I'm planning on using ROS as well for my project, so I've been reading about it and trying it out for several months, and I can attest to the initial learning curve there is to it, and I've only covered what I consider the basics thus far.
If I was in your situation, with your use case, then I'd definitely go for ROS - you seem to have a good plan laid out with incremental enhancements which fits perfectly with a platform such as ROS.
Good luck! I'll be on the look out for updates from your project 🙂
I have been bussy now or about two months with ros and following tutorials but still making newbie mistakes so it will take a while. But it is fun, when I started I did not know anything about Linux, Python and a little bit about C++. So it was pretty hard to get started but slowly I start to get the grasp of it.
Than I thought ok now I jump back into the hardware and programmed a Arduino with some new hardware in order to get my motors running good. Well this took me a while also but finally got a decent PID control for the motors. Than I though now I should publish the output of the motor speeds to my ROS Master and offcourse I got errors hahahaha a new adventure....But all fun it is hobby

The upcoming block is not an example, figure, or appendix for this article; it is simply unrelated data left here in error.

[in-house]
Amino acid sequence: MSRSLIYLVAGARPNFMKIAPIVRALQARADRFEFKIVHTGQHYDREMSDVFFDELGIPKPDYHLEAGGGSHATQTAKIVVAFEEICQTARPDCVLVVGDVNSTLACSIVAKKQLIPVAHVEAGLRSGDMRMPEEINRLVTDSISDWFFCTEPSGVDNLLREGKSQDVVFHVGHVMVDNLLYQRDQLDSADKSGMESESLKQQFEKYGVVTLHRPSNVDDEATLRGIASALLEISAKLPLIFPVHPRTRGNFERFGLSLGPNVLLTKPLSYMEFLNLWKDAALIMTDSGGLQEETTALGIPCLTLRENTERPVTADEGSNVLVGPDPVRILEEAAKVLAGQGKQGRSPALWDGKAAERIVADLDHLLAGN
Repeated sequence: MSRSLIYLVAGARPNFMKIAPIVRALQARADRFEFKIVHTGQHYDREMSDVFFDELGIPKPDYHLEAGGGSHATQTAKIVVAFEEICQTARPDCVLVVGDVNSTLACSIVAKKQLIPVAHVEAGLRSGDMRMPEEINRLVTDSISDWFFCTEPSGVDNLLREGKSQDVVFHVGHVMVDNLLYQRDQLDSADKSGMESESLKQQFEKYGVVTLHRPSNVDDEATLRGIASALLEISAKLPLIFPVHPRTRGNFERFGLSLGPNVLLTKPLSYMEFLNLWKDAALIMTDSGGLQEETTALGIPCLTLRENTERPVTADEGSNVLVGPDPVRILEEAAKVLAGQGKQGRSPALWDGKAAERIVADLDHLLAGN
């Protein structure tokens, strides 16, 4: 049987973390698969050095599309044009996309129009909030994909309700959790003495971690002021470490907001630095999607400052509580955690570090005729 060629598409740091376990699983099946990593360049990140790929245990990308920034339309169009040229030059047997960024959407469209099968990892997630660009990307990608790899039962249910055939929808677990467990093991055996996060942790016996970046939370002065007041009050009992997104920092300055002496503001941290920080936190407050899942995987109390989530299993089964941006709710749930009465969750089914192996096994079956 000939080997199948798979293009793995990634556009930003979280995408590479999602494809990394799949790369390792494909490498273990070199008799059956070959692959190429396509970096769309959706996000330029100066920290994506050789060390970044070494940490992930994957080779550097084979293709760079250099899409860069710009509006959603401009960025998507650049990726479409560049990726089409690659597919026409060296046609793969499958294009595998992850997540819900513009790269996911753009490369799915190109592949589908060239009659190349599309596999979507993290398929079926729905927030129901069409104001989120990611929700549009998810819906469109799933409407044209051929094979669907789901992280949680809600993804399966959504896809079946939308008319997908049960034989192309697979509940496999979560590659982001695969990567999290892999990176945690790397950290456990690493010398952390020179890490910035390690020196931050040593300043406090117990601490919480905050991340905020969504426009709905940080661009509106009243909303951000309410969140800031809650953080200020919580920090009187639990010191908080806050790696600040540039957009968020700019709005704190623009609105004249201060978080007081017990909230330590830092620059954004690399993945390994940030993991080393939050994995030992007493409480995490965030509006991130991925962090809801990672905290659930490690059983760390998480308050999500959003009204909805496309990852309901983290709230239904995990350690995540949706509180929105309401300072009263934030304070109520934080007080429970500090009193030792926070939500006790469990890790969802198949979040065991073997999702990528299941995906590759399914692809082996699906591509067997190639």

Finally a new update regarding my adventure with robotics and ROS. I has taken a while but besides lot of other personal stuff such as work and family it took me a while to get things running up and working as I would like to. Here a video which I would like to share with the hope to inspire others to make a robot for themselfs as well.
I hope there are people enjoying to watch this
Thanks for the video, its good to see a bot on the move. With all those flashing lights I will think of it as a disco bot and expect it to do a jive in your next video. ( maybe a twist -all together now - 'Lets twist again last we did last summer, Lets twist again like we did ..... many many moons ago 😀 )
I suspect you are confusing two different musical eras.
Jive and Twist predate The Beatles coming to fame in 1962, albeit the "original" Fab Four did covers, including Twist and Shout in 1963. Let's Twist Again is 1961.
Disco era is 1970s, with Saturday Night Fever of 1977, based on experiences of most of the 1970s.
This mixing of eras could be very confusing to a robot too young to remember their musical origins. 😀 😀 😀
Best wishes and happy nostalgic memories to all! Dave
Although I know these musical eras it also has to do with preference but the Beatles I like but I prefer more a bit wilder stuff from the 60's and 70's. Things like Pink Floyd, Fleetwood Mac (the old formation), Uriah Heep and so forth.
Regarding the lights it was a small fun detail that I liked to use same as ships and planes have. I'm pretty happy with this result as some forum members remember maybe I had quite a struggle with speed detection and PID usage, all is implemented and the next adventure will now be odometry and camera comtrol with the hat-switch on the joystick.
Almost forgot, did you see the fuse I placed? That was a nice idea from you that I applied 😉